Monday, 5 September 2011

What the heck is a Hop Festival?

The Faversham Hop Festival is an annual event celebrating the long-gone days when families would come down from London (and other places, too) to harvest the hop in the fields and make money before the hard winter months. In the evenings, they would play music, dance and tell stories outside their makeshift camps.

The modern festival (1990) is a fun way to remember those early hop-pickers through song and dance. The music, dancing, and parade are free entertainment.

There are also live performances in most of the pubs in town. My hubby (sadly no pix of him) had fun singing 6 of his new songs at the singaround at the Bull on Tanner Street.

Music, dancing, craft booths, food vendors, and beer. Yes, the hops are used to make beer.

Even though we don't drink alcohol, hubby and I are happy to support the festival as it is really more about families and having a fun day out.

It's also good for the local Faversham small businesses.

The local shops make up fantastic displays during the Hop Festival commemorating those original families.

The best display I saw was the one at Obidosh on Preston Street. It was awesome. Why it didn't get an award makes no sense. :P

There were lots of Molly dancers on Saturday. Blackened faces (originally with soot, today with face paint) dressed in black garments adorned with scarves, ribbons or sashes.

Originally all males, with one dressed up as a woman, Molly or Bessy. Today both men and women dance. And not all paint their entire faces.

Me giving away free pencils to the kids at the Hop Festival info booth. We sold t-shirts, tea towels, canvas bags and teddy bears to promote the Festival.

In all it was loads of fun. If you are ever in southeastern England the first of September, be sure to come to Faversham. You'll have a blast.



  1. I'm putting Faversham on my list for my dream trip. It looks like a delight, especially if I can hit it on September first. I'm enjoying your blog!

  2. @Petrea: Thanks! It's a gorgeous village with hundreds of "listed" buildings. Which means they are old and protected and you can live in them, but you have to preserve and keep them up to a certain standard. During the summer there are two weekends where folks open their houses so you can go inside and check them out. Very cool. x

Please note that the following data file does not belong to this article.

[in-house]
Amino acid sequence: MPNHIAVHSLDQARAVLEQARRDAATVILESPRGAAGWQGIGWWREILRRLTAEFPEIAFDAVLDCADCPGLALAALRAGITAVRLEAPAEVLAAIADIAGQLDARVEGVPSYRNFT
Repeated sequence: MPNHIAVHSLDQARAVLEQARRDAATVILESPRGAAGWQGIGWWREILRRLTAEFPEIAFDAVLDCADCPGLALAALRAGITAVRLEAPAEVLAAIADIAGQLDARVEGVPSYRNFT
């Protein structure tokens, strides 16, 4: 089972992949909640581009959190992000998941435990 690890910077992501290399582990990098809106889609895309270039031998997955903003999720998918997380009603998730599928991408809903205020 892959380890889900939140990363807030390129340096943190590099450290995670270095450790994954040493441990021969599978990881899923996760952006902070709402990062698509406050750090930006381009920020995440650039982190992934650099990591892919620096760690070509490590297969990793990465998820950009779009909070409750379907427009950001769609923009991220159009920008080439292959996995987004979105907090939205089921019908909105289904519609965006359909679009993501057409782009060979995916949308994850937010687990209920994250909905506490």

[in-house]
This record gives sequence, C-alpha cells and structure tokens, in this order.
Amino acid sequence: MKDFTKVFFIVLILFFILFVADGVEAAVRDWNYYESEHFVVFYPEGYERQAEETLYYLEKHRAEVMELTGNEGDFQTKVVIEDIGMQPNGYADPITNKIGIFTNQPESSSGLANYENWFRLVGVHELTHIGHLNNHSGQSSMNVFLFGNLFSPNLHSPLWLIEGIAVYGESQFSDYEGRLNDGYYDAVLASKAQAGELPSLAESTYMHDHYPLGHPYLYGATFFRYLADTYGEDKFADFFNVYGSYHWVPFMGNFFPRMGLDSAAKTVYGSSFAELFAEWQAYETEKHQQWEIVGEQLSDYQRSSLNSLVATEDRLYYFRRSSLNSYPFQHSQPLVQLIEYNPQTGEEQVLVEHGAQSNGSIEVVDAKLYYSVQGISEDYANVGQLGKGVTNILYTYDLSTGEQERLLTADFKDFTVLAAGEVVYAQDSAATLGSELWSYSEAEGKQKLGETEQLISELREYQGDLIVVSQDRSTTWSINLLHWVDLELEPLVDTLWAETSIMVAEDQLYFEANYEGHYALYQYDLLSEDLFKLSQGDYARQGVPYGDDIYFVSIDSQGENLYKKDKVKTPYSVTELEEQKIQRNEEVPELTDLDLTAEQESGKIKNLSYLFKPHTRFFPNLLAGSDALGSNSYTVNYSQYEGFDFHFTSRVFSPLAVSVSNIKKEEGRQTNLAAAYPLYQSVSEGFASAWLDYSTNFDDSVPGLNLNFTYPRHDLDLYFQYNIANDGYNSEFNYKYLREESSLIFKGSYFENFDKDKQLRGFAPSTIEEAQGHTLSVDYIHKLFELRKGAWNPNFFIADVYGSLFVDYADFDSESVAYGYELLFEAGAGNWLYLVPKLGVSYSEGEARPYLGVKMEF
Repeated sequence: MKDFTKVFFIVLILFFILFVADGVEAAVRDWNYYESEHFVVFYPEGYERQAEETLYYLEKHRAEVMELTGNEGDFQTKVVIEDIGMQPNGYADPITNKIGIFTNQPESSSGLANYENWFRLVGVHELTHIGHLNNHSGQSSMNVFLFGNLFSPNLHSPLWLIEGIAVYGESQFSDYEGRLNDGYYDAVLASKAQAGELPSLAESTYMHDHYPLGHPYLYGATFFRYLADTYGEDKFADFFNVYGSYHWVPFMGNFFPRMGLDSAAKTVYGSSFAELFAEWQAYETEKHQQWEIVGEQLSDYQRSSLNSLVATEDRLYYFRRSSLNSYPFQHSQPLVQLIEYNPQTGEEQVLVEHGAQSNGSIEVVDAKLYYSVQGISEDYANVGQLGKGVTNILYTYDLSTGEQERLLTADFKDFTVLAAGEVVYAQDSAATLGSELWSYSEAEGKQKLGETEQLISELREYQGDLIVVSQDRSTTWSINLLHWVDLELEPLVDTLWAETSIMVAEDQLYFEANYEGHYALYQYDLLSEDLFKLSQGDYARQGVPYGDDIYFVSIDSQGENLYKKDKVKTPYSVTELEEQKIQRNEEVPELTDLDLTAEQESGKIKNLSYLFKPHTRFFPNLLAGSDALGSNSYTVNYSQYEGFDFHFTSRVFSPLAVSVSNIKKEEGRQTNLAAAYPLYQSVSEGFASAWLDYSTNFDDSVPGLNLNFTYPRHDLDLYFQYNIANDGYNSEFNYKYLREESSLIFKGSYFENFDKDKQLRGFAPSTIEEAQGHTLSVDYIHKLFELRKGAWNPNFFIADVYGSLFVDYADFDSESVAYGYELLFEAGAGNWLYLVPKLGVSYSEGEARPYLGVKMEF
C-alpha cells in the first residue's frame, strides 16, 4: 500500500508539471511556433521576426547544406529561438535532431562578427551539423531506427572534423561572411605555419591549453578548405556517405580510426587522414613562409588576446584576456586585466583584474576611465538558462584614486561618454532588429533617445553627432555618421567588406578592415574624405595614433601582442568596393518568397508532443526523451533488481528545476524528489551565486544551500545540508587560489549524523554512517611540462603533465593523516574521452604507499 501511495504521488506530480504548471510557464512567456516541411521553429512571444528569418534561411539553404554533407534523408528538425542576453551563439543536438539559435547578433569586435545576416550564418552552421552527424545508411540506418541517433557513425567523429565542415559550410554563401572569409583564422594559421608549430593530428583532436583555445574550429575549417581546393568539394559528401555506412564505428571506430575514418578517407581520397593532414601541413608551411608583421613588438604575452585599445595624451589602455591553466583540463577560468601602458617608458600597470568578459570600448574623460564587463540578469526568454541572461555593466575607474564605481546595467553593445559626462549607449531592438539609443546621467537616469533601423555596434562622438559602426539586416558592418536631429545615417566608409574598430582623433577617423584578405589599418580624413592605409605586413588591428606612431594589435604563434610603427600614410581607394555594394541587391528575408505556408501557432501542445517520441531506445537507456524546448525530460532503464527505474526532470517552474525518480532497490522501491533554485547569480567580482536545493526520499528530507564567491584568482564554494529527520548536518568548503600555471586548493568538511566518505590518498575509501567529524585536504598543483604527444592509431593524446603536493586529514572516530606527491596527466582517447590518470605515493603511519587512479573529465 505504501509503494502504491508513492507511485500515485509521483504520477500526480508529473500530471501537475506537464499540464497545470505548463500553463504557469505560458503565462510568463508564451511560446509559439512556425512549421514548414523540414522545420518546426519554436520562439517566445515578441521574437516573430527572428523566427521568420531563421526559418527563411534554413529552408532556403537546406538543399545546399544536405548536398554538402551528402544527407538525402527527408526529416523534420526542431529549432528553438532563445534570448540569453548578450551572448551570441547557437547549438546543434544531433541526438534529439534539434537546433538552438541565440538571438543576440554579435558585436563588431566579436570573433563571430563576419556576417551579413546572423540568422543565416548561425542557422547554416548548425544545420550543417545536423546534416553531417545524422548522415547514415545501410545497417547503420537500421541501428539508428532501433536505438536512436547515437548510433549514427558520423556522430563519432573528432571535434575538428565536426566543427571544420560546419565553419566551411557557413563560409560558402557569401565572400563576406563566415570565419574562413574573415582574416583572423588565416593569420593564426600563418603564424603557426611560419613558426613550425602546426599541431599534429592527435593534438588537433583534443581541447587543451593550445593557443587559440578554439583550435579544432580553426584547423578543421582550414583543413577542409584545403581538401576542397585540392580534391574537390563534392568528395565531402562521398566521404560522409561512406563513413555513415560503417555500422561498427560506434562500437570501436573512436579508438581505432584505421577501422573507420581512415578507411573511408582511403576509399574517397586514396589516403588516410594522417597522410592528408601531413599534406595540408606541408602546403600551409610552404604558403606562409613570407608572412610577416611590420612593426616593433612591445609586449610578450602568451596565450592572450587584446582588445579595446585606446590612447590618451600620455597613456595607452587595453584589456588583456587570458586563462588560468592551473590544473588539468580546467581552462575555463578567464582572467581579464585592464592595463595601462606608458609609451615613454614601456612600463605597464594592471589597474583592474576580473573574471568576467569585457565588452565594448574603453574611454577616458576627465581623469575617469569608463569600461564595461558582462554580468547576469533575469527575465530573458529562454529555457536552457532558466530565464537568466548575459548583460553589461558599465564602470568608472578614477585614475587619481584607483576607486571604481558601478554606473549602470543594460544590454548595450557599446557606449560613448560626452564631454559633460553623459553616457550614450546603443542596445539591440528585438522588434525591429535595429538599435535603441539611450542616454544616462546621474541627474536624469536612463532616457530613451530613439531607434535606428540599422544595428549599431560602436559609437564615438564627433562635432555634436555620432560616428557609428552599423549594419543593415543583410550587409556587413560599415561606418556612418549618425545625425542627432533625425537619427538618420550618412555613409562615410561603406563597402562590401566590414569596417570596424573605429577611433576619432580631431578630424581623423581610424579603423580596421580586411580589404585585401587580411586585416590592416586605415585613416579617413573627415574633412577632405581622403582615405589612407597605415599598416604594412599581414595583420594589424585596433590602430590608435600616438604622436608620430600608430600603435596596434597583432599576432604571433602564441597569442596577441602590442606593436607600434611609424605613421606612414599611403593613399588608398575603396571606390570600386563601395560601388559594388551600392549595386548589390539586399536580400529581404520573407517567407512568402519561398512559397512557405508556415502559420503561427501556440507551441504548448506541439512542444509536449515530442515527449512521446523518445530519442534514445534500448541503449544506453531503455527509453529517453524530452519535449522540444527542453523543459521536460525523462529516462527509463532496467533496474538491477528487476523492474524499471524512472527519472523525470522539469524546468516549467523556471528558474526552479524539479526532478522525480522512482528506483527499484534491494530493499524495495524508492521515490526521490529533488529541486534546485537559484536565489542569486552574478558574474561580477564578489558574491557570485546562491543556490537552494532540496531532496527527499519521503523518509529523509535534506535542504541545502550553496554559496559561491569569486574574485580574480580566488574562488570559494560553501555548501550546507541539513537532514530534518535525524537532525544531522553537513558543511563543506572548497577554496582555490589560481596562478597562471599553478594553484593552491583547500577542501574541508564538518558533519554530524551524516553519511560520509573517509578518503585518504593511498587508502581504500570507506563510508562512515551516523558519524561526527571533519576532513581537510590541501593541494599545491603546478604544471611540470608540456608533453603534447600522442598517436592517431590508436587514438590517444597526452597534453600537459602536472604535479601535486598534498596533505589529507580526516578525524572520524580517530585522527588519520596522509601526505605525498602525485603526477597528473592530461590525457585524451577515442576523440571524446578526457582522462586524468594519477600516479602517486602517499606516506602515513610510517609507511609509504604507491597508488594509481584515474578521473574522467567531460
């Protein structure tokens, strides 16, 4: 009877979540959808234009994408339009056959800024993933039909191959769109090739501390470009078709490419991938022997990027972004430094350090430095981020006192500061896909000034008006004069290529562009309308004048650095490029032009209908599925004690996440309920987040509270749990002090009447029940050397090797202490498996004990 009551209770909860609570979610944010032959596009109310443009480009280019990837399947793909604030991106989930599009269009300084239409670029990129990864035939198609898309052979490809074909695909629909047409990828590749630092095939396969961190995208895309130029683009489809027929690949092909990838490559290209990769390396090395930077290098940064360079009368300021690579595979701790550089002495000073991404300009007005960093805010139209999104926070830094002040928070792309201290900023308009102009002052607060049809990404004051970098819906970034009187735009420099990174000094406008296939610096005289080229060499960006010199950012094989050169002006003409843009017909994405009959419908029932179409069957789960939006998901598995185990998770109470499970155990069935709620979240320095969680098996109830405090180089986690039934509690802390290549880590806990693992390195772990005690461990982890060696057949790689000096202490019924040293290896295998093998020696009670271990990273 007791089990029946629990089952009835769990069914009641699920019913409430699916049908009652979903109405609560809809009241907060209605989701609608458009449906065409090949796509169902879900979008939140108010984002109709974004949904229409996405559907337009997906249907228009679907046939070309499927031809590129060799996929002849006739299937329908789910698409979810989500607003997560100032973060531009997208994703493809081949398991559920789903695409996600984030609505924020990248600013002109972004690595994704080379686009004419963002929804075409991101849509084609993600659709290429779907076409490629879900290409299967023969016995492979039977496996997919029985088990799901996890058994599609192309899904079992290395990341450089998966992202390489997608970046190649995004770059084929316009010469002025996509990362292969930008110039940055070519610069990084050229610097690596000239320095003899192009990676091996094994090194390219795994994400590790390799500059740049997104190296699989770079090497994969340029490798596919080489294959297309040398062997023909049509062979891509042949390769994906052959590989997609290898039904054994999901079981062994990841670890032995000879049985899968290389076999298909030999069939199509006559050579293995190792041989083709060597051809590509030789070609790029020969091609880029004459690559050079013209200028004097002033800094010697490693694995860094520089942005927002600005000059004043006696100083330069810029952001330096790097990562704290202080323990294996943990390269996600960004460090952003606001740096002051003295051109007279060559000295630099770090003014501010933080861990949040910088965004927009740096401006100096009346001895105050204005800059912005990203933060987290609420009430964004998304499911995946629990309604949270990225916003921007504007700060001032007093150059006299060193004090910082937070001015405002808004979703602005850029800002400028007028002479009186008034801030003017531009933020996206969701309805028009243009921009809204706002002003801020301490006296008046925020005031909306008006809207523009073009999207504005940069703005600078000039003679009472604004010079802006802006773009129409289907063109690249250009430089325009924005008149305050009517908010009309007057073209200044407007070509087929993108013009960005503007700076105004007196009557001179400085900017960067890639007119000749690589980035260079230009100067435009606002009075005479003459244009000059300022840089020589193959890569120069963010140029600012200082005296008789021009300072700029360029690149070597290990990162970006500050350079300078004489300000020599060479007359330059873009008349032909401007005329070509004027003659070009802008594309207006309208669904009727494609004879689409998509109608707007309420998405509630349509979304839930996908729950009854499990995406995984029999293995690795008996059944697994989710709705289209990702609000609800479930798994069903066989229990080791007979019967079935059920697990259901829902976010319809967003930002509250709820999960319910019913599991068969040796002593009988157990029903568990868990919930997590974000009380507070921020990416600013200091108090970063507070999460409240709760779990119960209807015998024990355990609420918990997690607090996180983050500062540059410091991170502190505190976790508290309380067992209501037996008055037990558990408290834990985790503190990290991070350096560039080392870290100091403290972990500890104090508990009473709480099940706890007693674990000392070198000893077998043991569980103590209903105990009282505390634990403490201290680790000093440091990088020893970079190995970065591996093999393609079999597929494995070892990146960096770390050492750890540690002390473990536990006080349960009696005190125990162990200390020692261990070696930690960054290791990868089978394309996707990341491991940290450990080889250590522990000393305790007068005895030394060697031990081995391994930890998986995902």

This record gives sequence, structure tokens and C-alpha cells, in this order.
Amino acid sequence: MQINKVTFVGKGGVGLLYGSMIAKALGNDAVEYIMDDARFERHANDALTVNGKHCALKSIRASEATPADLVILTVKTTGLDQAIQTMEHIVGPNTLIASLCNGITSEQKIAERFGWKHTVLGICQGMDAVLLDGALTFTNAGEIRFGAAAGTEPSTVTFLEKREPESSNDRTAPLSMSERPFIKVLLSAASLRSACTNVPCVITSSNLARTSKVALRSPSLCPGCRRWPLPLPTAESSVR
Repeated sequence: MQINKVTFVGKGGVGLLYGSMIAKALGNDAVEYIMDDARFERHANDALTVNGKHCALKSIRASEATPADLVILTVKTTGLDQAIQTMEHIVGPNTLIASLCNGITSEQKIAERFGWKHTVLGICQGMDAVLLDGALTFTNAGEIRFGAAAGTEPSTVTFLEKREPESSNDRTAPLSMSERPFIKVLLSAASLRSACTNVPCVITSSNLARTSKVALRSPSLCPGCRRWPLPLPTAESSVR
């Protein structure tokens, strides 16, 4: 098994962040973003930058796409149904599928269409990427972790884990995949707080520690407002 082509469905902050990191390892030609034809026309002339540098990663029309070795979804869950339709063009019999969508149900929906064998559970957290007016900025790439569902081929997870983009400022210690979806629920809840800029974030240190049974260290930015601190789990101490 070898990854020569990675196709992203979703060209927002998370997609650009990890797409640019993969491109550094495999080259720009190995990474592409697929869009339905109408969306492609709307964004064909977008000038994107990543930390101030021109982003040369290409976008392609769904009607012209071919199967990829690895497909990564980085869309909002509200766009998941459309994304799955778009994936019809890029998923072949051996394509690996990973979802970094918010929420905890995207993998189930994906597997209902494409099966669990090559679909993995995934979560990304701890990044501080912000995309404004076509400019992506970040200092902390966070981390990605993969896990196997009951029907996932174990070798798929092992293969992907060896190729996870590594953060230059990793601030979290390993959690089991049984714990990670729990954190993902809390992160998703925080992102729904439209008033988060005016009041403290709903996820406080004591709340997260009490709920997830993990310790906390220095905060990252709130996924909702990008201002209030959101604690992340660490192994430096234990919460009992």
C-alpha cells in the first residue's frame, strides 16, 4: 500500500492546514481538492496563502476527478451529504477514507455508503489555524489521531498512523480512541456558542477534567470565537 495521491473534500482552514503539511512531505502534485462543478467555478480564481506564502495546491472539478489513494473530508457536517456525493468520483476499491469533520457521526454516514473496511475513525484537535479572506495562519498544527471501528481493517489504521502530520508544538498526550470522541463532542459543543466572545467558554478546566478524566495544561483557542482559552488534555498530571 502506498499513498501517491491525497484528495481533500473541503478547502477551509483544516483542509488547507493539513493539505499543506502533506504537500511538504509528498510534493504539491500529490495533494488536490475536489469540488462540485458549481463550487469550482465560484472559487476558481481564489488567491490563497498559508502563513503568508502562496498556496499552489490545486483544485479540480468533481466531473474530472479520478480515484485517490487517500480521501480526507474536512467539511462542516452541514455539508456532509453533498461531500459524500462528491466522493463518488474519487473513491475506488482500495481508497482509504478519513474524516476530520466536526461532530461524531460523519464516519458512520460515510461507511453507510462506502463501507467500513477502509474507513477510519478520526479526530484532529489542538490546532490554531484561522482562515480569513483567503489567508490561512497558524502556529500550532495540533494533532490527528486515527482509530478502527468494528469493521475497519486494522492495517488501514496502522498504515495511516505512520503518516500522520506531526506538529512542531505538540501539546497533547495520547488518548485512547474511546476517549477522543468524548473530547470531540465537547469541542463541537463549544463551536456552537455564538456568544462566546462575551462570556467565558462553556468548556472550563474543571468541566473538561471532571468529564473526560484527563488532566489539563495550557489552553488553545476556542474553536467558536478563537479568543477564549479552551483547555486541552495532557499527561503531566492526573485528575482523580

3. Okay then! That's when I'll come!

    I'm so nosy that seeing inside someone's house is more interesting to me than a festival. Plus I love architecture, especially the older kind.

    It sounds like you've found a fascinating place to live. I hope you're feeling at home there.

  4. What a wonderful life to experience such culture! Def one on my dream stop too! ; )

  5. @Sheri: The trick is to not try to cram too much into one all encompassing dream trip. Plan a couple small hops across the pond. That way you get to experience it like the natives! :D

  6. Er - it ain't a village! It's a market town. And if you ever come to the Hop Festival on either Saturday and Sunday morning, you get to see me and my fellow "stunt Pearly Kings and Queens" singing on the main stage, and my son compering the Preston Street stage. And various members of my family performing in bands. We are the Whitstable Mafia.

  7. @Lesley: You are absolutely right. It is a "market town." I write this blog for Americans, though, so I like to use terminology that makes sense to us. A town in the US is a LOT bigger than a town (market or otherwise) in the UK. To us, Faversham is a tiny village. It's all relative.

    To set the record straight: Faversham is touted as: "Faversham – Market Town of Kings" mainly because King Stephan (the last Norman king) loved Faversham. He founded the Faversham Abbey in 1147, and was apparently buried there, although he's not there anymore.

  8. That's very interesting. I understand why you'd label it a village for Americans, but I'm pleased to learn the distinction between village and market town.